Foreign aid and the fragile consensus on state fragility
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Most actors in the field of foreign aid agree with the call for coordinated engagement in fragile states in order to more effectively counter the consequences and origins of state failure. However, despite such demands, governments from OECD countries as well as multilateral agencies engaged in fragile states often continue to act in an uncoordinated manner and fail to reach higher levels of harmonisation. Why is effective coordination so hard to achieve? This article argues that three major challenges explain the persistent problems of donor harmonisation in fragile states: (1) the cognitive challenge of explaining the origins of state fragility and deducing effective instruments and interventions, (2) the political challenge of reconciling divergent political motives for engagement, as well as (3) the bureaucratic challenge related to the organisational logic of competing aid agencies.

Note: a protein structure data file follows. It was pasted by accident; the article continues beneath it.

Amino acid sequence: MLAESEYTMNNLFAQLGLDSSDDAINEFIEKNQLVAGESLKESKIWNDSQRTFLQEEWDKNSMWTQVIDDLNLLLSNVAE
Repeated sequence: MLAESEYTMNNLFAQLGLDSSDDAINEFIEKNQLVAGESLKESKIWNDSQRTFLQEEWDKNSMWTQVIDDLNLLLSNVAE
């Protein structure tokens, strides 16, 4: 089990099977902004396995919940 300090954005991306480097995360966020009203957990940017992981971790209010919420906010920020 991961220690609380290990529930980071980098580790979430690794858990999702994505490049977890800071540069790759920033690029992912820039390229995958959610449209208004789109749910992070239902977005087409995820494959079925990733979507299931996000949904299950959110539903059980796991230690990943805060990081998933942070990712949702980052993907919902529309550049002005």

Keywordsconflict studies development studies donor coordination foreign aid fragile states policy coherence
The authors thank Stephen Brown, Thomas Fues, Sven Grimm and Imme Scholz as well as two anonymous reviewers for their insightful comments and useful suggestions on earlier drafts of this article.
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